So why is a coral reef conservation organization workg on community chicken farming? 
The following was Modified from a post to Coral List March 2015:  Dr. Austin Bowden-Kerby, 10 April 2015

Even chickens can help save coral reefs!

Poverty and a lack of alternative protein sources is directly linked to overfishing, which in turn leads to coral reef decline as species that normally control coral predators and algae disappear.  A widespread and prevailing condition exists on coral reefs globally whereby coral-killing animals (cerain starfish, snails, and worms), have become plagues on the corals and where algae overgrows the reef.  Reef degradation in turn leads to increased levels of hunger and more desperate acts of destructive fishing, using poisons and explosives to catch fish.  Similar negative impacts can be seen on terrestrial ecosystems and to wildlife as rural communities turn to bushmeat as one of the few food resources available to them in order to survive.  While many have said that we must address food security and poverty in order to break this cycle of overfishing, overhunting, and associated habitat destruction there are few projects addressing this matter.

The “Happy Chickens for Food Security and Environment” project promotes small-scale backyard production of chickens at low densities (subsistence level), so that the flock is able to obtain much or most of its food by forging for worms, bugs, grass, and compost.  Two to three dozen chickens per family; just enough to provide eggs for daily use and an occasional rooster or hen for the table for use during special family events.  For areas with less foraging space, cut grass and vegetation can be brought in and composted to support the chickens, supplemented with root crops, coconut etc. Chicken farmng is already part of the cultural framework of these communities.  The fishermen/ farmers are trained in the sustainable methods, which a modified and improved traditional backyard production system.  They receive a mobile rearing pen, chick startr for 5 weeks, and two dozen improved production village-type chicks.  The chickens begin laying eggs at five months, and breed a six months to produce the next generation, and the resulting chicks are cared for using the new methods, tripling the reproductive efficiency over traditional unimproved methods.  The farmers quickly become self-sufficient, while becoming less dependent on reef fish and other wildlife to meet their nutritional needs.  At 6-7 months each recipient farmed turns the rearing cage over to a new family, along with two dozen chicks, and the project doubles in size in this manner... the chicks are fed worms at that point grwon in compost established in the original training.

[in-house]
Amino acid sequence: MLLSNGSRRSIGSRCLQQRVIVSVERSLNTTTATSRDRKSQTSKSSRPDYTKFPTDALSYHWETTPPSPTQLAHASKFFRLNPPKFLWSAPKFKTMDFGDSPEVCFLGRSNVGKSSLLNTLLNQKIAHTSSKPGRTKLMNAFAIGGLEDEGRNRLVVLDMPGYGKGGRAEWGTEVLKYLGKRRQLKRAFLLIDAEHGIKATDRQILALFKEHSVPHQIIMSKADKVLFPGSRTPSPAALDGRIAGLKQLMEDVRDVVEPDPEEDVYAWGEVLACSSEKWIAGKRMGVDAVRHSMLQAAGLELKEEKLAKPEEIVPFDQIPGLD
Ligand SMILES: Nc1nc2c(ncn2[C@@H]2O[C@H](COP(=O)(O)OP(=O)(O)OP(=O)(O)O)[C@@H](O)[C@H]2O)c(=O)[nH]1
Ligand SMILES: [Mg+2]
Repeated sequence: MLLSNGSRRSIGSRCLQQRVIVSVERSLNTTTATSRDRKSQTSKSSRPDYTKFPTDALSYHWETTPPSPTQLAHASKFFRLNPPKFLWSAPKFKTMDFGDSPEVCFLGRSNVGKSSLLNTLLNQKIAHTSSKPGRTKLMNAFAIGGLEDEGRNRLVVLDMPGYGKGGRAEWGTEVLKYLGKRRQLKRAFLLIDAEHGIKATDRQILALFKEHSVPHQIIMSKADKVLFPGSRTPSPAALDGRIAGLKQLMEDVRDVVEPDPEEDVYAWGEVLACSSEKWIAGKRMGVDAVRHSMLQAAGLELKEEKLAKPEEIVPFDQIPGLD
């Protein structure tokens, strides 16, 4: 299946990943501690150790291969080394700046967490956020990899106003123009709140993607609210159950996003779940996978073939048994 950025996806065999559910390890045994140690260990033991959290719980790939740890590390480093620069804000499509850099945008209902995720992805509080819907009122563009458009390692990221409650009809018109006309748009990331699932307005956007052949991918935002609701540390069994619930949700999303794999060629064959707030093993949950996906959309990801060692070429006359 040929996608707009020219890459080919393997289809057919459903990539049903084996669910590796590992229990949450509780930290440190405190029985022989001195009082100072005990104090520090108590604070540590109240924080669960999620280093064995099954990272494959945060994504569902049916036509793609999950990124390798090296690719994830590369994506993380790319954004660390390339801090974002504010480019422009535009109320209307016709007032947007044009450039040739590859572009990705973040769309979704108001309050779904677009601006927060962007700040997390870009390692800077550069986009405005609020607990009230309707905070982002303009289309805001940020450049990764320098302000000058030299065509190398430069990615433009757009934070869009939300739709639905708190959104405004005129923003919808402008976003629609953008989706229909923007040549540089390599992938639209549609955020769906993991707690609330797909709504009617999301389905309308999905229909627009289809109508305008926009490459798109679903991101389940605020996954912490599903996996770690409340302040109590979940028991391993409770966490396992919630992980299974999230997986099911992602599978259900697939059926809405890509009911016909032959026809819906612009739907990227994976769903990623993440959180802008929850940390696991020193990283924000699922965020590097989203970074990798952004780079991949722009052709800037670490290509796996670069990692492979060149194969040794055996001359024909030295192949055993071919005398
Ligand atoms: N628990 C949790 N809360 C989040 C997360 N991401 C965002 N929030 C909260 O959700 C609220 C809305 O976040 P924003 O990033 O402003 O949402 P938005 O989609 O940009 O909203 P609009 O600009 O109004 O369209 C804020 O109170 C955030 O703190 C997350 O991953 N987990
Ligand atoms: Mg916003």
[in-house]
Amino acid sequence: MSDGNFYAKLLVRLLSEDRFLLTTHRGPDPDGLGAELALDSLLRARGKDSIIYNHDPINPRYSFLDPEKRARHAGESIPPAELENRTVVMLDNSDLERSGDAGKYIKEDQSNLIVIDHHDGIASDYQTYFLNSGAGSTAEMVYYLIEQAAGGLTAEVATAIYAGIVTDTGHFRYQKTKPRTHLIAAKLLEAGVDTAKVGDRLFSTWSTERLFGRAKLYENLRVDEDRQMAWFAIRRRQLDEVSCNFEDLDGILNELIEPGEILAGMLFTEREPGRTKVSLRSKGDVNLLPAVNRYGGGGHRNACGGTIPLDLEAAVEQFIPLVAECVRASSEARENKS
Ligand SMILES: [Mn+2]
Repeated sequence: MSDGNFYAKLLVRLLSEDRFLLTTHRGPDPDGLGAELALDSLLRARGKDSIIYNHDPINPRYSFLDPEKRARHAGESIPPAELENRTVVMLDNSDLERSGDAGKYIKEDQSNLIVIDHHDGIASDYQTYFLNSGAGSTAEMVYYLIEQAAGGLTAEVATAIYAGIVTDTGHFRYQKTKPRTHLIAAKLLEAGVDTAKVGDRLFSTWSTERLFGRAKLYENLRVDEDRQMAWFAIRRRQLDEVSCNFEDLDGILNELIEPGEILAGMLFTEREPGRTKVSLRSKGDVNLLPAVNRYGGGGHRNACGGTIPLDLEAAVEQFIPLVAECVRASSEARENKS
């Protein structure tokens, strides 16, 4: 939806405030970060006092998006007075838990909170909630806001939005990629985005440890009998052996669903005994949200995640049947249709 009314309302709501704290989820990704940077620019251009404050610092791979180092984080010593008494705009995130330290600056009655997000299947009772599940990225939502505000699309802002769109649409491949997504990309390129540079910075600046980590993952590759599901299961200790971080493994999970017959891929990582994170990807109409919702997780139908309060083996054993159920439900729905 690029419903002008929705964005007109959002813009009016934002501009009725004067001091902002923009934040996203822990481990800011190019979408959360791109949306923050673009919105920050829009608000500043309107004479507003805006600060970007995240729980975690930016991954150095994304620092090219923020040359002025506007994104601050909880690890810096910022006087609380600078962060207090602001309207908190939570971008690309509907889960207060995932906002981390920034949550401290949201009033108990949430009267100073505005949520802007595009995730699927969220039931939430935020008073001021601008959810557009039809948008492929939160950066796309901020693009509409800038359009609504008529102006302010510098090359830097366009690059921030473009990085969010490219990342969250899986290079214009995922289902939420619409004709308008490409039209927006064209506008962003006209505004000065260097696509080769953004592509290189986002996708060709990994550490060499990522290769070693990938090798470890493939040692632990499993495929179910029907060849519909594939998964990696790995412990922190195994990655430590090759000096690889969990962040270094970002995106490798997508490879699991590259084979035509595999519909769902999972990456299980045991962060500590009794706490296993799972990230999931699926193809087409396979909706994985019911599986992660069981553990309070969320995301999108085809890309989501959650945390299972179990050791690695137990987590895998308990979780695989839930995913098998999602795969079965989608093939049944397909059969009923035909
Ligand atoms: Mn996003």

The project does not support factory farming of chickens, which we feel is cruel, and which can result in considerable waste release into the environment, plus reliance on expensive commercial feeds imported to the islands.  Intensive commercial poultry production is a hazzard to coral reefs and does not address sustainable livelihoods for reef dependent communities either.

We have also made considerable progress developing low-intensity tilapia farming in polyculture with Muscovy ducks, and with geese for added security. We operate two fishponds at our Sustainable Environmental Livelihoods Farm, and have also established a demonstration site at a local boarding school, funded by Ford Motors through Global Giving.  

Although small, the Happy Chicken project is up and running and is perhaps the first project of its kind.  We were able to produce over five thousand baby chicks and 500 baby ducks last year and distributed them at cost to some 300 rural families in Fiji.  This year Vanuatu is our main target due to the recent severe cyclone (winds gusting up to 320Km/hr), which wiped out nearly all village chickens and damaging coral reefs. The last thing damaged reefs and forests and associated fish and wildlife need is increased fishing pressure.

Another goal now and into the near future is to identify ongoing projects in need and to partner with them in order to best support no-take marine protected areas and terrestrial nature reserves with the "Happy Chicken" project, replacing the protein lost during initial project establishment as well as preventing increased fishing/hunting pressure on the remaining open areas. We are yet to find a major donor, but we have accomplished much and will continue doing so through generous smaller acts of giving.  We would be happy to assist other geographic areas with startup of their own projects based on the lessons we have learned in the Pacific, and based on additonal funding. 

Thanks so much to our donors, and fro haring the link to the project with others.


Project manager

Austin Bowden-Kerby, PhD
Corals for Conservation
P.O. Box 4649 Samabula, Fiji Islands

Sustainable Environmental Livelihoods Farm
Km 20 Sigatoka Valley Road, Fiji Islands
(679) 938-6437